CBN versus lawmakers: Let reason prevail-By Zainab Suleiman-Okino
Among other things the proposed bill seeks to disqualify the CBN governor from being chairman of the bank’s board and also bar his deputies and directors from being members too. The CBN has an open budget; its activities are not subjected to checks and balances. Its remuneration, according to industry watchers is shrouded in secrecy, but it is about the highest in the country. It is arbitrarily and unilaterally fixed.
However, until the lawmakers convince us otherwise—and we do need to be educated on the propriety of their actions—these are not tenable reasons for them to dissipate energy and waste resources on a new bill for the CBN just a few years after the “lease of life” brought about by democracy. Independence for central banks is a global practice and those who have not achieved it are working towards it. So, why is it that each time we take a step forward, we take two more backward? And what is the use of diluting the powers of the CBN board, as it is being proposed, only to transfer the same autonomy to a few other Nigerians, most likely, the
Senate and Reps’ committees on CBN, board members who, most likely are PDP stalwarts known for imposing their whims; while seeking for financial inducements, to the detriment of the organisations they oversight in the case of the lawmakers.
Monetary policy should not be subjected to political whims and it should not be a quick fix thing. Legislation should not be personalised, in this case, because of the guts of one recalcitrant CBN governor. It is a wrong-headed approach to want to clip CBN’s wings because of Sanusi or so it seems. There should be policy consistency. Lack of it is the bane of the country’s development.
We need laws to fortify anti-corruption agencies like ICPC and EFCC. Instead of whittling down the autonomy of the CBN, more institutions and agencies of government should actually be reinforced to work effectively. Imagine an EFCC and ICPC free of presidency’s meddlesomeness and other political interferences, which are at best cogs in the wheel of the drive for a corruption-free country of our dream.
Why is it that after 13 years of democracy, corruption is entrenched now more than ever? The obvious answer is that agencies of government are not allowed to operate freely; they are hampered and held down by frivolous political claims.
Rather, we should seek to enhance relationships among these institutions of government, for them to complement one another to ensure accountability and transparency, which invariably should accompany independence.
At this juncture, it is germane to ask: how will the change in CBN’s status benefit the common man and the economy? To answer these questions correctly, we need the expertise of the professionals, and they have been speaking. According IMF’s country chief, Scott Rogers,
the move can lead to economic doom. “The IMF has always advocated for strong, independent central banks. That provides them with the autonomy to depoliticize their policy actions. Without a strong independent central bank, you do not have an independent monetary policy; everything becomes dependent upon the budget alone”. And as we all know, the budget is one instrument that we have not got right. It is fluid and seen as a mere paper work and nothing more An independent central bank guarantees sound and stable financial system in the long run. Charles Soludo also remarked that the “survival of that institution (CBN) is at the heart of the survival of the Nigerian economy”.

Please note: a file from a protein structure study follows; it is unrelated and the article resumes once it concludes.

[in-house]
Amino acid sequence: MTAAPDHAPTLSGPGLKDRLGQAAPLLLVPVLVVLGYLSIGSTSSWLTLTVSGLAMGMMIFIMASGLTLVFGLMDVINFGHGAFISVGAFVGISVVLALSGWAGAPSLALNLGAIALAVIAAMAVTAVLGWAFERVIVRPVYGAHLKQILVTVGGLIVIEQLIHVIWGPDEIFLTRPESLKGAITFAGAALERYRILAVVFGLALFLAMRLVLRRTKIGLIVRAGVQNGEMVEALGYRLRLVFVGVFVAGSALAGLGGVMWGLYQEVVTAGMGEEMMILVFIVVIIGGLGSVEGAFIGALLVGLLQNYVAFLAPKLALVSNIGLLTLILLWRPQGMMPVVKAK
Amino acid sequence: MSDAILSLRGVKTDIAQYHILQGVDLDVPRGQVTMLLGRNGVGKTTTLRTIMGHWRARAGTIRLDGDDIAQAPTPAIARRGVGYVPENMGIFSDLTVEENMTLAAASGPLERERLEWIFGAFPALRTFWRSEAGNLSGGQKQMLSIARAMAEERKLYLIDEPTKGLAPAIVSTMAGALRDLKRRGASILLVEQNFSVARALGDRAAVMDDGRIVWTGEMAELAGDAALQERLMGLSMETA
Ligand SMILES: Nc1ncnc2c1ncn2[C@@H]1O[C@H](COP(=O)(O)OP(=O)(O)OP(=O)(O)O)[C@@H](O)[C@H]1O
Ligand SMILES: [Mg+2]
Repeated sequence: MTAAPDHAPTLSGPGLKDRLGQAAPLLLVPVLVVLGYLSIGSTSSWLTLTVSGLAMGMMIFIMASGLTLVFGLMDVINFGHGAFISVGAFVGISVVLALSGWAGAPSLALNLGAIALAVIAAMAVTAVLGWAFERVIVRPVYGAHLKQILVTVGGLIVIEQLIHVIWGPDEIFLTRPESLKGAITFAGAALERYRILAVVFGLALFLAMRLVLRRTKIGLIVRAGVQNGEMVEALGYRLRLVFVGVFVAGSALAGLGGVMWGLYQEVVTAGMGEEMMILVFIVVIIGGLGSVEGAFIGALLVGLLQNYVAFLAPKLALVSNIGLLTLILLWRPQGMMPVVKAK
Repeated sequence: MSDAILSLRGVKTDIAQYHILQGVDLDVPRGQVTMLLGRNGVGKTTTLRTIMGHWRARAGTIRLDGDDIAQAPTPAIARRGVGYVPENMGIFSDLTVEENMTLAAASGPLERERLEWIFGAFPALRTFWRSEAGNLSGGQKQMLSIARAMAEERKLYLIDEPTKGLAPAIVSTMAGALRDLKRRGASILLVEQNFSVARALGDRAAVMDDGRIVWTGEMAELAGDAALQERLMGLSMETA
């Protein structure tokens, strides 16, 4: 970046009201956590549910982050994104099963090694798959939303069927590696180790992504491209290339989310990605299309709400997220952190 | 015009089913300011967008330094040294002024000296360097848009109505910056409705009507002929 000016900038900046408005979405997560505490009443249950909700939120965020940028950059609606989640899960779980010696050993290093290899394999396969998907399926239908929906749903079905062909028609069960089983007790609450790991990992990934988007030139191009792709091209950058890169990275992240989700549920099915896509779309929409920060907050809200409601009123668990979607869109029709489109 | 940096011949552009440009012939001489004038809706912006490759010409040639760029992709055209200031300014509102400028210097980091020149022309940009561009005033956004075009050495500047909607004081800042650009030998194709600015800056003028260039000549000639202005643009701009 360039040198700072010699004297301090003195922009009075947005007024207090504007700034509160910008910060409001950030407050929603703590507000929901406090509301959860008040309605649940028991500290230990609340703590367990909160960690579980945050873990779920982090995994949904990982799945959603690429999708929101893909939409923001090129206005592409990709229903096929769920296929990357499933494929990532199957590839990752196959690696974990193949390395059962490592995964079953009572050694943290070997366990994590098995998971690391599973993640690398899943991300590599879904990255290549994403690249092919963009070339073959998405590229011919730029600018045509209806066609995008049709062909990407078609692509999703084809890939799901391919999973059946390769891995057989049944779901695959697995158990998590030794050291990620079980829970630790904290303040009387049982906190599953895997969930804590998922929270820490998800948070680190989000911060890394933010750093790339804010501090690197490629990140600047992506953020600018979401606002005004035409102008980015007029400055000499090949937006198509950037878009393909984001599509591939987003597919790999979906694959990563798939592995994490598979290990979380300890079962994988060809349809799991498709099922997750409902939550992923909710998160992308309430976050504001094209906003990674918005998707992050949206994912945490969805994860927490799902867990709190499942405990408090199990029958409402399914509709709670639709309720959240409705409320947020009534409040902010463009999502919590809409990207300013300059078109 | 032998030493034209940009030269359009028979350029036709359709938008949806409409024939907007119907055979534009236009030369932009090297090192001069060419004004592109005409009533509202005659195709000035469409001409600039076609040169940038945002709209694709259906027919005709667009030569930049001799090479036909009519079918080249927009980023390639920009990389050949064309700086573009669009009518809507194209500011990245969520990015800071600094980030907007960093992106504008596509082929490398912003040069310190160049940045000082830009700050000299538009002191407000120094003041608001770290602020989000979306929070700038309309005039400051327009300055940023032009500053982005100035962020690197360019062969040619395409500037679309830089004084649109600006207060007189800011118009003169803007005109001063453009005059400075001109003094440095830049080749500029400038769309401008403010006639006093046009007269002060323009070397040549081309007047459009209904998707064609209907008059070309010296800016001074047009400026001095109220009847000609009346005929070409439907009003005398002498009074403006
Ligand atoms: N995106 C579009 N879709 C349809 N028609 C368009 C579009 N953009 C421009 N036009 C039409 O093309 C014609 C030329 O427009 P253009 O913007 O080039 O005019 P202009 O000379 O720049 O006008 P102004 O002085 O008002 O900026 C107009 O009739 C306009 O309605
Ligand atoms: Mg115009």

Finally, it is apt to ask if other central banks of countries of the world are ‘legislated’ on frequently as the mood dictates. If not, why should we? Or are we no longer part of the global community? Legislations in themselves do not make things happen; it is the operators of the system that make things work.
The Chairman of Federal Reserve, America’s central bank, Ben S. Bernanke in 2010 spoke on central banks’ independence, transparency and accountability at the Institute for Monetary and Economic Studies International Conference, Bank of Japan, Tokyo, Japan. He said “political interference in monetary policy can generate undesirable boom-bust cycles that ultimately lead to both a less stable economy and higher inflation” He advocated for “credible” central banks that must be “accountable to the public for its actions in order for its independence to be “democratically legitimate”, while governments continue to set goals and policy, because, as noted elsewhere, independence reposes confidence.
On the need for the CBN to be “accountable and responsive to the public and its elected representatives”, Sanusi must come down from his high horse and explain policy matters to these representatives. Talking down lawmakers is not political correctness; it can at best whip up public sentiment against them, and Sanusi seen as a non-conformist who tells truth to power. But the result of these emotional outbursts may not be too palatable for the CBN itself and the nation as a whole.
Again, we can borrow a leaf from the US. The Federal Reserve according Bernanke gives frequent speeches and testimonies before the Congress on the economic situation, submits an extensive report to the Congress twice each year on the economy and monetary policy, and its monetary policymaking arm releases a statement after each of its meetings that explains the Committee’s policy decision among other collaborative efforts.
This is what the CBN should do to break down barriers and create understanding between it and the lawmakers. If the CBN is not already doing something in this direction, it is not too late to start. If the proposed legislation is desirable, it should not be about Sanusi. It should be about the sustainability of government’s monetary policy and the survival of the country.